First cold-water coral reef discovered off Greenland

First cold-water coral reef discovered off Greenland

A reef of living cold-water corals has been discovered for the first time in Greenland waters - at a depth of almost 3,000 feet below sea-level.

There are several species of coral in Greenland, but this is the first time that an actual reef has been found, researchers said.

In the tropics, reefs are popular tourist destination for divers. However, there is little prospect of Greenland becoming a similar diving hotspot.

The living reef, located off Cape Desolation in southwest Greenland, lies at a depth of nearly 3,000 feet in a spot with very strong currents, making it difficult to reach.

This also means that so far little is known about the reef itself and what lives on it.
The reef, made of Lophelia pertusa, or eye-coral, was discovered by accident when a Canadian research vessel needed to take some water samples.

When the ship sent the measuring instruments down to a depth of 3,000 feet, they came back up completely smashed.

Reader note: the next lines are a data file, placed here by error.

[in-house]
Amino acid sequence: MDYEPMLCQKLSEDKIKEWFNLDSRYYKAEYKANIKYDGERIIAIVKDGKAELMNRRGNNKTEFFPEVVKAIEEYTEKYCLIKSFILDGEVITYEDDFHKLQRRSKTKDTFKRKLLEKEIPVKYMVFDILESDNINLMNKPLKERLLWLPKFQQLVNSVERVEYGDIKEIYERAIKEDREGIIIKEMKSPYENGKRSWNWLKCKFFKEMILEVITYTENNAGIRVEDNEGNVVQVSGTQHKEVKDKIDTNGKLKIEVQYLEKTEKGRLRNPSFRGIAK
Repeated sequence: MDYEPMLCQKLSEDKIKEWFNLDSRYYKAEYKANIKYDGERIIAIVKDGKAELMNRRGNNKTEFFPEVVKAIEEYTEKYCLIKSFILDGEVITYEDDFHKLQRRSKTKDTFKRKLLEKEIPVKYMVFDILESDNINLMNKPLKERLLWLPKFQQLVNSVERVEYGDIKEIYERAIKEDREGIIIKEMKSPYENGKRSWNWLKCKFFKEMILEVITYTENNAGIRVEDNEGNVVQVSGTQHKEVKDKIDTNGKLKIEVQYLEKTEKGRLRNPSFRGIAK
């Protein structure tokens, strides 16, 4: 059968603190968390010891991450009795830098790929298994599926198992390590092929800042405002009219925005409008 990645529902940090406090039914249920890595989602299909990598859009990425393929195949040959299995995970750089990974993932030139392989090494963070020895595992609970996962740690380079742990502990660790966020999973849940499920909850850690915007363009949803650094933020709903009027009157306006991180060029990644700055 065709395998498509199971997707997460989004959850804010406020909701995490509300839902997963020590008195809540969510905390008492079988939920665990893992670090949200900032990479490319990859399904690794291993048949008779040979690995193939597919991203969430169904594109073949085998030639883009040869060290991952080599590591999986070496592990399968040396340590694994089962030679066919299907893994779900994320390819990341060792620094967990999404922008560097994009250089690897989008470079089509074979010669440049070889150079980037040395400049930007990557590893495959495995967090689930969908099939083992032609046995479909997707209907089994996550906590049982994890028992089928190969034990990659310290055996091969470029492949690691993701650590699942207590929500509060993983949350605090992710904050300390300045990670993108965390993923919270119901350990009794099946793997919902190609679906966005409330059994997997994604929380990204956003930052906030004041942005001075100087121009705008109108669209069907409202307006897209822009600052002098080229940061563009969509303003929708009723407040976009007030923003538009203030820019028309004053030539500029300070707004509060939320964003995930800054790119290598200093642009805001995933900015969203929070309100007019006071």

Fortunately, there were several pieces of broken coral branches on the instrument that showed what was responsible.

The coral specimen was identified by professor Ole Tendal from Denmark's Natural History Museum.

Another Canadian research vessel returned to the site last fall to try and lower a camera down onto the reef to explore it close up.

"We got some photos eventually, although we almost lost them at the bottom of the ocean as the camera got stuck fast somewhere down in the depths. Luckily we managed to get it loose again and back up to the surface," said Helle Jorgensbye, from the University of Denmark, who was on the research vessel.

"It's been known for many years that coral reefs have existed in Norway and Iceland and there is a lot of research on the Norwegian reefs, but not a great deal is known about Greenland.

"In Norway, the reefs grow up to 30 metres (98 feet) high and several kilometres long. The great Norwegian reefs are over 8,000 years old, which means that they probably started to grow after the ice disappeared after the last ice age.

"The Greenlandic reef is probably smaller, and we still don't know how old it is," said Jorgensbye.

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